• Be respectful of their time – When you’re selling, you are on the client’s time, period. As much as we would all like to think that clients need “us”, at the end of the day, they don’t! There are countless other ways of solving their problems such as competition or DIY. This is a serious infraction most management make as they push their sales teams. We’ve seen, in some cases, management pushing their reps for daily or hourly updates on contract signature, and as a result, you have a rep reaching out to their prospects almost hourly. Nothing will piss off a client more! Instead, during your meetings with the prospect, work to get a clear understanding of their approval process, as they typically will share timing and other details with you. Again, if they do not, there could be something up!  
  • Do not follow a dead deal – Too many reps get stuck on that one deal that should have closed, but for whatever reason, it hasn’t. Always do your best to get a yes or a no answer. Too much time can be wasted on a deal that will never close… A great trick if you haven’t heard from a prospect in a while is a “Break up email”–8 out of 10 times, you’ll get some type of response.
  • 4 of 5 touches should be non-sales related – Pretty much no one likes to be sold to; they find sales people too pushy and typically tune them out. A way to break the cycle is to ensure you are finding other ways to add value to your prospects. We typically suggest sending something educational on the space, updates on the industry, or a congrats on a recent award. Anything to help make a stronger connection and add value.
  • Social connections – This goes along the lines of the 4 of 5 touches rule: ensure that you are connecting with your prospects on all social channels. It gives you another level to connect with your prospects and can help get more education and brand awareness to them in a non-direct way. We recently published an article on this: What is Social Selling Really, Six Tips to Social Selling.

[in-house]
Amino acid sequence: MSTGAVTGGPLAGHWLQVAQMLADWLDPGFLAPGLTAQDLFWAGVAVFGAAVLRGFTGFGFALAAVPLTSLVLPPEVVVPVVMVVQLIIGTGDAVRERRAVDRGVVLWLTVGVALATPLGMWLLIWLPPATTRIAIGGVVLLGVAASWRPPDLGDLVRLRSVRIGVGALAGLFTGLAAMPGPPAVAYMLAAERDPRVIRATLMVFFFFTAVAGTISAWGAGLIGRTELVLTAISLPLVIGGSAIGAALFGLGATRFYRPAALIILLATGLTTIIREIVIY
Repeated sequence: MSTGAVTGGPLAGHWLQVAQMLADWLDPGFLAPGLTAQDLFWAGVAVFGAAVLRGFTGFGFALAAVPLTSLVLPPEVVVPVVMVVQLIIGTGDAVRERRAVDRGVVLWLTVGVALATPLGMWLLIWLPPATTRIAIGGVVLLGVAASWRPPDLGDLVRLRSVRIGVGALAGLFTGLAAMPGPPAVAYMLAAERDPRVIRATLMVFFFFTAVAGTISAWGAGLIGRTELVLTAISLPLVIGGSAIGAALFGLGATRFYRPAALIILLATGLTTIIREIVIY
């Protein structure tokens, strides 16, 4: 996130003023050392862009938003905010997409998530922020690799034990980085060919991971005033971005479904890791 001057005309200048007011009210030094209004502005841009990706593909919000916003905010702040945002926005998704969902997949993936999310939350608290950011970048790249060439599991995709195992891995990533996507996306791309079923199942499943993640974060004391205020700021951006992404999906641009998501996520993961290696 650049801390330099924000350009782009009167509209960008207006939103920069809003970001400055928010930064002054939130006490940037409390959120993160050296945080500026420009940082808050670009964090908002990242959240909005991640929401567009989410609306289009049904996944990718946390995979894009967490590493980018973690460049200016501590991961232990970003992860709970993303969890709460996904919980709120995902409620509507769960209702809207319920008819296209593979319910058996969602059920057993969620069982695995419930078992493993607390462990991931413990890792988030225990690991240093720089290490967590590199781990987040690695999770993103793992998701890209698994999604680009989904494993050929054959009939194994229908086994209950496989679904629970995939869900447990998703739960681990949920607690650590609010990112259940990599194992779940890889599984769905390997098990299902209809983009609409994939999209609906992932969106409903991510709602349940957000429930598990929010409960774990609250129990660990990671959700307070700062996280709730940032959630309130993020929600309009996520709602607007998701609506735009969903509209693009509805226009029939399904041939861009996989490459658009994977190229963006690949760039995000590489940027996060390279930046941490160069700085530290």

General Tips:

  • Constantly keep in contact – Always work to keep in contact with your prospects… it goes along the lines of the 4 of 5 touch rule. As at the end of the day, if you are not top of mind and educating your prospects, someone else is! And when they are ready to pull the trigger, guess who they are going to move forward with?
  • Create a follow-up process – Many deals are lost simply because the rep didn’t follow up after sending the paperwork. Ensure you are respecting their time, but ensure you are staying on top of the prospect and process… Also, if a prospect “tables” a project for a few months, don’t forget about it. Keep in constant contact with them (4 of 5 touch rule applies), and in the timeframe they recommended, ask about the project.
  • Respect the prospect – There have been many times, after finishing up a call, where I’ve heard someone disrespecting a prospect… What is even crazier (I’ve personally seen it happen), is when they start disrespecting a prospect while forgetting to mute their line or hang up properly. Regardless of whether they can hear you or not, your emotions come through in your communications. Treat every prospect as if they are an absolute must win!
  • Fire your prospect – Yes, we did just say treat every prospect as if they are an absolute must win. However, there are occasions where a prospect can and will waste your time. You’ve tried almost every angle and you’re still getting nowhere with a prospect, but they continuously demand more of you. Eventually, it is time to cut bait and move on as some people will always waste time and never buy.
  • Lose gracefully – Just because you lost a deal, it doesn’t mean you’ve lost them forever. Amazingly enough, they can and will come back at some point down the road. We recently published on this: Take A Sales Loss Gracefully